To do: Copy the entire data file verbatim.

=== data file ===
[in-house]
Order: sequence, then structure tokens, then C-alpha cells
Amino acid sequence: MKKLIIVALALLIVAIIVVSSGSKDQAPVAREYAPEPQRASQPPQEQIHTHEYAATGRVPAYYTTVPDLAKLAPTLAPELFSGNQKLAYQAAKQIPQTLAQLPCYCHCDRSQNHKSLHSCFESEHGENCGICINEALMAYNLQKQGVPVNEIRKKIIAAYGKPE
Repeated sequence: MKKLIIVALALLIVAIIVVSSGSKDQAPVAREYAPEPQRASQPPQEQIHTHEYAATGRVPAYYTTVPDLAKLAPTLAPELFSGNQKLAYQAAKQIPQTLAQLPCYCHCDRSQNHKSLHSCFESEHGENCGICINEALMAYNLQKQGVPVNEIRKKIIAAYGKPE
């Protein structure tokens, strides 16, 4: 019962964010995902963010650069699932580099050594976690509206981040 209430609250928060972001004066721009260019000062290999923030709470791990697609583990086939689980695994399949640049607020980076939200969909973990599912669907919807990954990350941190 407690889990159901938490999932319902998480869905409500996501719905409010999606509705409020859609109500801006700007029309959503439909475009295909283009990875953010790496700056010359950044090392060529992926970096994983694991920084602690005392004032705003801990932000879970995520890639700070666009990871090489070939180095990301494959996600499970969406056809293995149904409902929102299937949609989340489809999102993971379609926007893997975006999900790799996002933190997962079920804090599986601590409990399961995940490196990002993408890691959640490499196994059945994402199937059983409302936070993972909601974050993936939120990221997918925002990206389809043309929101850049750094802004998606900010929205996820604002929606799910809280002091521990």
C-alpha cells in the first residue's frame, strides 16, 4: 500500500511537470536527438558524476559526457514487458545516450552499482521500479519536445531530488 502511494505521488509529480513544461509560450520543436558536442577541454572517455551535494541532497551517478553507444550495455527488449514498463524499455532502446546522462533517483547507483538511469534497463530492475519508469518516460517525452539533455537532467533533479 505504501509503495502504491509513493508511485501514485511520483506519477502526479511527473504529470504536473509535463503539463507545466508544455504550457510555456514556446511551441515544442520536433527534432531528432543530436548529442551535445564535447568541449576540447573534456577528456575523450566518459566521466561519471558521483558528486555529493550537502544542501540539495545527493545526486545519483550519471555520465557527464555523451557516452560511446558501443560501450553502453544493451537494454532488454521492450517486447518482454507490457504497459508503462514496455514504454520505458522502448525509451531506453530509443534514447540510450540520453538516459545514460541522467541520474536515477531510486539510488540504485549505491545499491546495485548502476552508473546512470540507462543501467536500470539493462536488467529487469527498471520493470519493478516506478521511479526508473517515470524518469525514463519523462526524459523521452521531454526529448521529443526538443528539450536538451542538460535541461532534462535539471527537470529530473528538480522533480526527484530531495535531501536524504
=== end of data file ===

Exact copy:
[in-house]
Order: sequence, then structure tokens, then C-alpha cells
Amino acid sequence: MKKLIIVALALLIVAIIVVSSGSKDQAPVAREYAPEPQRASQPPQEQIHTHEYAATGRVPAYYTTVPDLAKLAPTLAPELFSGNQKLAYQAAKQIPQTLAQLPCYCHCDRSQNHKSLHSCFESEHGENCGICINEALMAYNLQKQGVPVNEIRKKIIAAYGKPE
Repeated sequence: MKKLIIVALALLIVAIIVVSSGSKDQAPVAREYAPEPQRASQPPQEQIHTHEYAATGRVPAYYTTVPDLAKLAPTLAPELFSGNQKLAYQAAKQIPQTLAQLPCYCHCDRSQNHKSLHSCFESEHGENCGICINEALMAYNLQKQGVPVNEIRKKIIAAYGKPE
């Protein structure tokens, strides 16, 4: 019962964010995902963010650069699932580099050594976690509206981040 209430609250928060972001004066721009260019000062290999923030709470791990697609583990086939689980695994399949640049607020980076939200969909973990599912669907919807990954990350941190 407690889990159901938490999932319902998480869905409500996501719905409010999606509705409020859609109500801006700007029309959503439909475009295909283009990875953010790496700056010359950044090392060529992926970096994983694991920084602690005392004032705003801990932000879970995520890639700070666009990871090489070939180095990301494959996600499970969406056809293995149904409902929102299937949609989340489809999102993971379609926007893997975006999900790799996002933190997962079920804090599986601590409990399961995940490196990002993408890691959640490499196994059945994402199937059983409302936070993972909601974050993936939120990221997918925002990206389809043309929101850049750094802004998606900010929205996820604002929606799910809280002091521990």
C-alpha cells in the first residue's frame, strides 16, 4: 500500500511537470536527438558524476559526457514487458545516450552499482521500479519536445531530488 502511494505521488509529480513544461509560450520543436558536442577541454572517455551535494541532497551517478553507444550495455527488449514498463524499455532502446546522462533517483547507483538511469534497463530492475519508469518516460517525452539533455537532467533533479 505504501509503495502504491509513493508511485501514485511520483506519477502526479511527473504529470504536473509535463503539463507545466508544455504550457510555456514556446511551441515544442520536433527534432531528432543530436548529442551535445564535447568541449576540447573534456577528456575523450566518459566521466561519471558521483558528486555529493550537502544542501540539495545527493545526486545519483550519471555520465557527464555523451557516452560511446558501443560501450553502453544493451537494454532488454521492450517486447518482454507490457504497459508503462514496455514504454520505458522502448525509451531506453530509443534514447540510450540520453538516459545514460541522467541520474536515477531510486539510488540504485549505491545499491546495485548502476552508473546512470540507462543501467536500470539493462536488467529487469527498471520493470519493478516506478521511479526508473517515470524518469525514463519523462526524459523521452521531454526529448521529443526538443528539450536538451542538460535541461532534462535539471527537470529530473528538480522533480526527484530531495535531501536524504